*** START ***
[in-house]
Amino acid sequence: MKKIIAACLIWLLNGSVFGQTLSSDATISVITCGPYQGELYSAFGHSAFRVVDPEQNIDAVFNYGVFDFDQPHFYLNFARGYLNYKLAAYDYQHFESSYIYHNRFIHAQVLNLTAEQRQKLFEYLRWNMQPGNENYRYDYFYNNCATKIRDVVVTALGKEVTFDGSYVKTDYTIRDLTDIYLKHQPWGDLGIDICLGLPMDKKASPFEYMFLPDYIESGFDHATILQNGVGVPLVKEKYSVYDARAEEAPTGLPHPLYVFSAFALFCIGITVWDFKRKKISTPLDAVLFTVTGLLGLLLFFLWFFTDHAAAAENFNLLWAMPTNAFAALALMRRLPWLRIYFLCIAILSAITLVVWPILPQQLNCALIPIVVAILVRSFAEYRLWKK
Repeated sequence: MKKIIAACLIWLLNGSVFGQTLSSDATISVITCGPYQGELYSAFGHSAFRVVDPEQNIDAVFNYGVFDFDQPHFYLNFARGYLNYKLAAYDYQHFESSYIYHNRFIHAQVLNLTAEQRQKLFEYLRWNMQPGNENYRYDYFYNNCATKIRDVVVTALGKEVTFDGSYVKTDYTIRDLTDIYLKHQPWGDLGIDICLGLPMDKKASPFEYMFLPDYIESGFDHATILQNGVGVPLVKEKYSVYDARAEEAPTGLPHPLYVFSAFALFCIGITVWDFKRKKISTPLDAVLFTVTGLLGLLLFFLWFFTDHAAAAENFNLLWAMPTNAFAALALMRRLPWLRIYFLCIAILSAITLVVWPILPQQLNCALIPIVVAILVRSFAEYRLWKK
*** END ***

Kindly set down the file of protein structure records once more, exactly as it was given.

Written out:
[in-house]
Amino acid sequence: MKKIIAACLIWLLNGSVFGQTLSSDATISVITCGPYQGELYSAFGHSAFRVVDPEQNIDAVFNYGVFDFDQPHFYLNFARGYLNYKLAAYDYQHFESSYIYHNRFIHAQVLNLTAEQRQKLFEYLRWNMQPGNENYRYDYFYNNCATKIRDVVVTALGKEVTFDGSYVKTDYTIRDLTDIYLKHQPWGDLGIDICLGLPMDKKASPFEYMFLPDYIESGFDHATILQNGVGVPLVKEKYSVYDARAEEAPTGLPHPLYVFSAFALFCIGITVWDFKRKKISTPLDAVLFTVTGLLGLLLFFLWFFTDHAAAAENFNLLWAMPTNAFAALALMRRLPWLRIYFLCIAILSAITLVVWPILPQQLNCALIPIVVAILVRSFAEYRLWKK
Repeated sequence: MKKIIAACLIWLLNGSVFGQTLSSDATISVITCGPYQGELYSAFGHSAFRVVDPEQNIDAVFNYGVFDFDQPHFYLNFARGYLNYKLAAYDYQHFESSYIYHNRFIHAQVLNLTAEQRQKLFEYLRWNMQPGNENYRYDYFYNNCATKIRDVVVTALGKEVTFDGSYVKTDYTIRDLTDIYLKHQPWGDLGIDICLGLPMDKKASPFEYMFLPDYIESGFDHATILQNGVGVPLVKEKYSVYDARAEEAPTGLPHPLYVFSAFALFCIGITVWDFKRKKISTPLDAVLFTVTGLLGLLLFFLWFFTDHAAAAENFNLLWAMPTNAFAALALMRRLPWLRIYFLCIAILSAITLVVWPILPQQLNCALIPIVVAILVRSFAEYRLWKK